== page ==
Sharifah Marsden

Sharifah Marsden was born in December 1976. She is of Anishinaabe descent from the Mississaugas of Scugog Island First Nation. Sharifah has always been encouraged by her parents to embrace her Anishinaabe heritage and so she began to draw in her ancestral style.

Her knowledge of Woodlands arts allows her to create everything from acrylic paints and beadwork to engraving, which stems from her Ojibway roots.

My artistic life started at a young age. I began with painting, and I also loved to create floral and geometric beadwork designs on traditional pow wow regalia. One of the earliest teachings from my mother was to continue creating images that relate to my culture, in order to maintain my connection to my Anishinaabe heritage, and for my identity to endure throughout formal training.

Prior to working with jewelry she had become a proficient painter, drawer and bead-worker with a love for both floral and geometric design which is still fundamental to her work today.

From 2008 onward Sharifah left her home in the plains and began to educate herself in the styles of the Northwest Coast. Sharifah graduated from Vancouver’s Northwest Coast Jewellery Arts program in 2009 under the tutelage of Haida/Kwakwaka’wakw artist Dan Wallace.

The next year In 2010, she studied and worked with various artists including Richard Shorty and Jerry Whitehead to complete Western Canada’s largest mural along on the outer wall of the Orwell Hotel (456 East Hasting in Vancouver).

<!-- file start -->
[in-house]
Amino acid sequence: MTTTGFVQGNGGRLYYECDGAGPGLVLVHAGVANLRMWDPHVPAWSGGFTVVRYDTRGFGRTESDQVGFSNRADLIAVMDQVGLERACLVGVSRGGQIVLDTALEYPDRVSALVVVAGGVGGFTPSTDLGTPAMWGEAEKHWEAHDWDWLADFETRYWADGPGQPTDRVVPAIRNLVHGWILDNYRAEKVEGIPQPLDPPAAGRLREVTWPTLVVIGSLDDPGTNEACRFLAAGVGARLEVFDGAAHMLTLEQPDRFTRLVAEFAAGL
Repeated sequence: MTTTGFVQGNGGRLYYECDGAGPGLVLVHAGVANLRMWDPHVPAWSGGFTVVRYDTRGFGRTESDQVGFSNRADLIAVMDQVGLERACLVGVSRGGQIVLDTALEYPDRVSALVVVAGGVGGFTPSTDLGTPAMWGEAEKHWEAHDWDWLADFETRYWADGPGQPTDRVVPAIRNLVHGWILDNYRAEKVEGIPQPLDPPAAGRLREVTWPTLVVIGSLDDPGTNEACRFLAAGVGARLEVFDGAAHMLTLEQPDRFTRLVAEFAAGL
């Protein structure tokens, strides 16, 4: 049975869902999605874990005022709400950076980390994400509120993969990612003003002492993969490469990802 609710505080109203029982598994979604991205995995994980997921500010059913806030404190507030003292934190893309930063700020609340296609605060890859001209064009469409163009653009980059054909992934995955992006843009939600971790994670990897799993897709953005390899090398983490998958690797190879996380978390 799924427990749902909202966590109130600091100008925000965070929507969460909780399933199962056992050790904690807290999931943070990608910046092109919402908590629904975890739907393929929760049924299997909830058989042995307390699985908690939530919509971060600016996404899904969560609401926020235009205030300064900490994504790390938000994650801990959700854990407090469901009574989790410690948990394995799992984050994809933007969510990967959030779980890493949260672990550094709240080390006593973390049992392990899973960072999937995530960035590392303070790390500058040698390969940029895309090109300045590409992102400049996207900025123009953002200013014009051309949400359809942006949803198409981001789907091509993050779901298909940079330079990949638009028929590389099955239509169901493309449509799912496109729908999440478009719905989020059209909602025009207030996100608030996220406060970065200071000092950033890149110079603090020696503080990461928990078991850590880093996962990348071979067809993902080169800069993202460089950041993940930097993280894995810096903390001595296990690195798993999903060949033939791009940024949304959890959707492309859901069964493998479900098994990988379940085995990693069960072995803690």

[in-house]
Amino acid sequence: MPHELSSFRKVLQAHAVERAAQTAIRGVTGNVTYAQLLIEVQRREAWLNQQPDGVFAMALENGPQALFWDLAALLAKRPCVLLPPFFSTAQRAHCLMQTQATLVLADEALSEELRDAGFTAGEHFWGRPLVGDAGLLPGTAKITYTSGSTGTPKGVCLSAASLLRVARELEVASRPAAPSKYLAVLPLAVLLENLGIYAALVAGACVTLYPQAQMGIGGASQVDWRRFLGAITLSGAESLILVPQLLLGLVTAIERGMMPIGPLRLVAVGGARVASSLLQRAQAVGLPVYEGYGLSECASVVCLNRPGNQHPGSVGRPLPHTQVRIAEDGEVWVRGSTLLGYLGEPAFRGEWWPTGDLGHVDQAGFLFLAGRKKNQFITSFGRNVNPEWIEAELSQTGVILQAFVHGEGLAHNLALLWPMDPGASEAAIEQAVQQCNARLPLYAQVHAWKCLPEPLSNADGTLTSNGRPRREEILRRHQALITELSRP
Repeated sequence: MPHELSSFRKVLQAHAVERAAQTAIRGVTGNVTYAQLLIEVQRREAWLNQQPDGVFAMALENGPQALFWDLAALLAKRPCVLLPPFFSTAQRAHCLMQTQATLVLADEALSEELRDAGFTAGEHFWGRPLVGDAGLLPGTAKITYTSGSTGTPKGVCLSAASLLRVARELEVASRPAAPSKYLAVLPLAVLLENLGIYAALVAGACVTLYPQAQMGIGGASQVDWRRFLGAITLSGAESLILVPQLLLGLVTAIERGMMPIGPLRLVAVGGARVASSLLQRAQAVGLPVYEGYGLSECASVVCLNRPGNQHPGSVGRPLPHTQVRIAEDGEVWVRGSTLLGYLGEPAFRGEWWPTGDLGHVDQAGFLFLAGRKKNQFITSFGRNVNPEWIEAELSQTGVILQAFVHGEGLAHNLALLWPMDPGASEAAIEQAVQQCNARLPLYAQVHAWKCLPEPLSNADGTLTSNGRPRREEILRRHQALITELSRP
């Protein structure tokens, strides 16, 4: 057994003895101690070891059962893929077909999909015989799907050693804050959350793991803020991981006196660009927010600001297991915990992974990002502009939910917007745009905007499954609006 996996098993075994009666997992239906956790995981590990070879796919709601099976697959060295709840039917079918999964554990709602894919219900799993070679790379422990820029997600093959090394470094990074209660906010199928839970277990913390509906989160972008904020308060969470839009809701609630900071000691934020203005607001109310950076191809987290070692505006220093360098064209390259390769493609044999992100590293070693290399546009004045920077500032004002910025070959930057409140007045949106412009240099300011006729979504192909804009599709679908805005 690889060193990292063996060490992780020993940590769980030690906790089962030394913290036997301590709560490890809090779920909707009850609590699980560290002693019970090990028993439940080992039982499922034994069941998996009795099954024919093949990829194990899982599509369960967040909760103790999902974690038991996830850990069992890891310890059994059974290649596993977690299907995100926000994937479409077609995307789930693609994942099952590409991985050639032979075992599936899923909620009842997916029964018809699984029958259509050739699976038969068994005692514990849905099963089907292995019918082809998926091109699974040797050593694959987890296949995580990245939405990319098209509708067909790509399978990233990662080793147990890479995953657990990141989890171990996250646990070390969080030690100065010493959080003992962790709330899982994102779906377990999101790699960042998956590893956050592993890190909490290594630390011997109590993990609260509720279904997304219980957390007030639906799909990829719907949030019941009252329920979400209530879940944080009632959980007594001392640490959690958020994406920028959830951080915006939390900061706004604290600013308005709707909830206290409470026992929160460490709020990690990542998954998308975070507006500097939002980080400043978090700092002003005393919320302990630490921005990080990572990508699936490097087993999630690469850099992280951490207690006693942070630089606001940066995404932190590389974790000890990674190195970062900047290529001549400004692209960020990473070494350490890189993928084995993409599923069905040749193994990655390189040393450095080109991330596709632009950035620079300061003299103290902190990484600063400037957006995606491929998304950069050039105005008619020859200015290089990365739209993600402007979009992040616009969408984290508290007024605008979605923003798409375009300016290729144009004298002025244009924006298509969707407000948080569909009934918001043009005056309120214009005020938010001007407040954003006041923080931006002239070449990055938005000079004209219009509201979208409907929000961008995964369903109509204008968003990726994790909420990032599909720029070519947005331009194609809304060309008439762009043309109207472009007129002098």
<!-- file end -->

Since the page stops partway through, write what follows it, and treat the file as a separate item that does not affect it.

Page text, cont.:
During 2 years formal training in European goldsmithing, she learned how to hollow form design, complex soldering techniques and stone-setting at the Vancouver Metal Arts School under the instruction of Gerold Mueller – she graduated in 2014.

Through this multi-faceted education Sharifah developed a style which drew from many different cultural backgrounds. Yet Sharifah’s main objective in her work is to celebrate and recognise her heritage by focussing on her Anishinaabe roots. Her silverwork regularly depicts the geometric patterns which are unique to the textile work of the plains. She even creates intricate beading and weaving patterns on her jewelry through an amazing implementation of engraving and detailing.

My artistic goal as an Anishinaabe jeweler is to continue to stay true to my cultural art practice, and be successful in this to ensure to contribute to an overall recognition of Anishinaabe art. I work on this goal every day with a commitment to develop my technical skills and to teach art to the next generation. I must do my part to ensure that the Anishinaabe style grows through the tradition of engraving and goldsmithing.

Sharifah strives to better herself as an artist through a strong education and incorporation of multitude of techniques from many different artistic disciplines. Sharifah’s dedication and discipline to her craft is evident in all of her work. Each new piece is completely unique, elegant and expertly crafted.